It’s Bollywood, so everything gets tearfully resolved in court, in front of everyone. Bhim cheerfully tells Kuku at the end, “Teri ma ko pata lunga.”
The “other woman”
The ‘other woman’ in Bollywood is usually a caricature, mostly presented as a facetious woman, who is either using the man for his money, or loves him so much that she goes completely insane. Tisca Chopra in Jugjugg Jeeyo was intended for comic purposes clearly, judging by her practised laughs and it’s almost as if she is to be judged for wanting to be independent from her partner. Despite Bhim’s claims that the love between the two of them is real, it falls flat later. There is no seriousness here either; it feels as if this story was written to induce some laughs from the audience. This makes Bhim’s character look even more ridiculous and absurd.
Tisca Chopra’s Meera plays an adulteress straight out of an old-fashioned Hindi serial, she’s clad in sleeveless blouses, overtly giggly — yet she’s independent and isn’t going to wait on any man, something that our Bhim is used to. After Geeta palms her husband off to Meera, detailing everything that she has done for him in the past 35 years, Meera has cold feet as she realises that she doesn’t want to be waiting on someone for the rest of her life. Stating her independence, she kicks him out and he returns tail between his legs to Geeta, pretending that he is in love with her again and that he had turned down Meera.
That one Neetu Kapoor scene
Neetu Kapoor, with her quiet dignity and grace as a heartbroken woman, is the star of this mess. While she belongs to the old-school of thought who believes that divorce isn’t a solution, she is thrown when she learns of Bhim’s deeds. Nevertheless, at first, she decides to step aside. After telling Meera about her husband’s daily needs, she has a conversation with Naina. It’s a raw and painfully real monologue, where Geeta explains that there wasn’t any love in her arranged marriage. In a gut-wrenching manner, Neetu Kapoor brings out the problems that have ailed so many marriages from previous generations: Staying together for society. She explains that she doesn’t even know if there was love. They just took care of each other, and as she says, that wasn’t love. Life carried on and they brought up their children. This is the essence of what Juggjugg Jeeyo was trying to portray—being trapped in a loveless marriage, with no way out. Neetu doesn’t sob in this scene or has a breakdown, the pain of lost years is reflected in silent tears. This is one of the very few impactful scenes of the film, and it’s a pity that there weren’t more like this. She exudes a similar deadly calm after realising why her husband came back to her—but this is diluted by Kuku’s constant dramatics.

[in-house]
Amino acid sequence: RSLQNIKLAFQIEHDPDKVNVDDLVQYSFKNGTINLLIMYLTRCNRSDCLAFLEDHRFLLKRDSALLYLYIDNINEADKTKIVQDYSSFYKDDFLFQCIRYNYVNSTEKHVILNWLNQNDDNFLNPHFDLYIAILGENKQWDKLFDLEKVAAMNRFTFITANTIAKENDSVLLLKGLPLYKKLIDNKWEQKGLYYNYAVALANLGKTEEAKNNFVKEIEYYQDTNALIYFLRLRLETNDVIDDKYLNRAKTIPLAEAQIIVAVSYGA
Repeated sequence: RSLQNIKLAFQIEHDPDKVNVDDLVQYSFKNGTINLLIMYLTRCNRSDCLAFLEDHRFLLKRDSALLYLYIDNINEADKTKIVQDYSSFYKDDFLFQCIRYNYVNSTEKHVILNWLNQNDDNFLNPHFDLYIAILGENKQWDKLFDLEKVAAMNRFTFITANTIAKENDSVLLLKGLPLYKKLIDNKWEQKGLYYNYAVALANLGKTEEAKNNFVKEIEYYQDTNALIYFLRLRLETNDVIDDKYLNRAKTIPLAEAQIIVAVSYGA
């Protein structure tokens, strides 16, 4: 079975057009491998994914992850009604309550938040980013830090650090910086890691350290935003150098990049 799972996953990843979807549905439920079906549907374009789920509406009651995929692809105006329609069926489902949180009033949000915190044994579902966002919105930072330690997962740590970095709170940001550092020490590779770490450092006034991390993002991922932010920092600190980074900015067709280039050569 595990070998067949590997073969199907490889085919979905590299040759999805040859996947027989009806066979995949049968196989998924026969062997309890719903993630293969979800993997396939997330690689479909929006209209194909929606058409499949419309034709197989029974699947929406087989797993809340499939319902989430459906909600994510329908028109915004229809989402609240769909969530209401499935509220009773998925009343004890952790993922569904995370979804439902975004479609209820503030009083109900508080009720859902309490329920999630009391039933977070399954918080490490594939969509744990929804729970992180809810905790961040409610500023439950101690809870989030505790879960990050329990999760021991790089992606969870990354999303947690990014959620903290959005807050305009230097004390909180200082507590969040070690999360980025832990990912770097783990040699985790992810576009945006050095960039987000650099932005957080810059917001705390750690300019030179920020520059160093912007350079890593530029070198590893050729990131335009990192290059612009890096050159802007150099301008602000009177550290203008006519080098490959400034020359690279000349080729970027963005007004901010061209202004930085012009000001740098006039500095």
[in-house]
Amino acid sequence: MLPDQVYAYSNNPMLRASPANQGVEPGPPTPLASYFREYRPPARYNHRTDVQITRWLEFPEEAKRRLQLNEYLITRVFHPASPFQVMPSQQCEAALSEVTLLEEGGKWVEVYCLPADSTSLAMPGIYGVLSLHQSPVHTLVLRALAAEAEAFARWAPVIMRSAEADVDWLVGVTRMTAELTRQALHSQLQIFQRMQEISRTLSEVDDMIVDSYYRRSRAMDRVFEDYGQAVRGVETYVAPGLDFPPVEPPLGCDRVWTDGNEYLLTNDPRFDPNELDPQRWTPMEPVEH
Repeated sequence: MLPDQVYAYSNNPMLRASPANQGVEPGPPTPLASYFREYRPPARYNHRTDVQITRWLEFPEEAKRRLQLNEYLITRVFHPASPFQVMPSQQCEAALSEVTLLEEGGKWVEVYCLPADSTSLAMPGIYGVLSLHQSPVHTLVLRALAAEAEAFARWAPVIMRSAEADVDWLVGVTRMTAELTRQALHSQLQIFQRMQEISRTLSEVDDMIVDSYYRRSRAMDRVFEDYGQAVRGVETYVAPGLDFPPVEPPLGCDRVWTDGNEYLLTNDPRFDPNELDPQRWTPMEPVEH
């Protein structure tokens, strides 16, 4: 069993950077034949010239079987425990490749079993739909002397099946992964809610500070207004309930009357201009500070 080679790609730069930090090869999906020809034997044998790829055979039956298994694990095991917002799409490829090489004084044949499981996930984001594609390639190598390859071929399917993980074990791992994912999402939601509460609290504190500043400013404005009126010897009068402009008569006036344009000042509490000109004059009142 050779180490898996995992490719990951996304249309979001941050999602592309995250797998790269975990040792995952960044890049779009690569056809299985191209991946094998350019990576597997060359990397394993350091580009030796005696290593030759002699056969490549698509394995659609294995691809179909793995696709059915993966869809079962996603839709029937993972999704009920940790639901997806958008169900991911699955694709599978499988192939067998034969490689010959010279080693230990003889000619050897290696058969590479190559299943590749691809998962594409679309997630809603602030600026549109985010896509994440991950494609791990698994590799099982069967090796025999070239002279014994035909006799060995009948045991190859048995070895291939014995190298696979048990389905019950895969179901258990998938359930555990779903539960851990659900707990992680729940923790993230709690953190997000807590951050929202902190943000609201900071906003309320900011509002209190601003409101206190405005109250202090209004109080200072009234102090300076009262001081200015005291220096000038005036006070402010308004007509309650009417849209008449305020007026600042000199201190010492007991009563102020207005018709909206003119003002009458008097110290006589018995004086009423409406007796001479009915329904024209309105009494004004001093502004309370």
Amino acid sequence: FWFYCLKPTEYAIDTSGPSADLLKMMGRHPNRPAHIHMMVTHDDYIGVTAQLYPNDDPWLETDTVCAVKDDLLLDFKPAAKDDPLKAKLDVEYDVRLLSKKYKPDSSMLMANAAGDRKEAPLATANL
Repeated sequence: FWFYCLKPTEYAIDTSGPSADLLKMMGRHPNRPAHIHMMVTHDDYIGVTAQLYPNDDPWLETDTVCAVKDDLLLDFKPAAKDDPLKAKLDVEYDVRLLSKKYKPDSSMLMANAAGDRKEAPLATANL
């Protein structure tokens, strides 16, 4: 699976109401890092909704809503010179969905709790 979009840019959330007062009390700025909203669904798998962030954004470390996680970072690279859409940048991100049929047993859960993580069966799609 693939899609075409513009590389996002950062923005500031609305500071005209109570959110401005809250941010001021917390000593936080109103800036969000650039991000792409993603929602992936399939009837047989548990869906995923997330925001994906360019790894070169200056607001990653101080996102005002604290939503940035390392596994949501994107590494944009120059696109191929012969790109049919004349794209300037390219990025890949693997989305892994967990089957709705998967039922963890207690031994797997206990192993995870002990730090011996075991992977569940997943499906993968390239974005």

Neetu Kapoor’s Geeta was relatable and powerful and she doesn’t need her husband’s validation to know that she is doing the right thing by divorcing him. It would have been best had they just parted ways, without a chance for reunion.
Jugjugg Jeeyo had the right themes, but it derailed by delving into trite, sexist comedy and utilising age-old Bollywood tropes for a story that was intended to be progressive. When will Bollywood learn?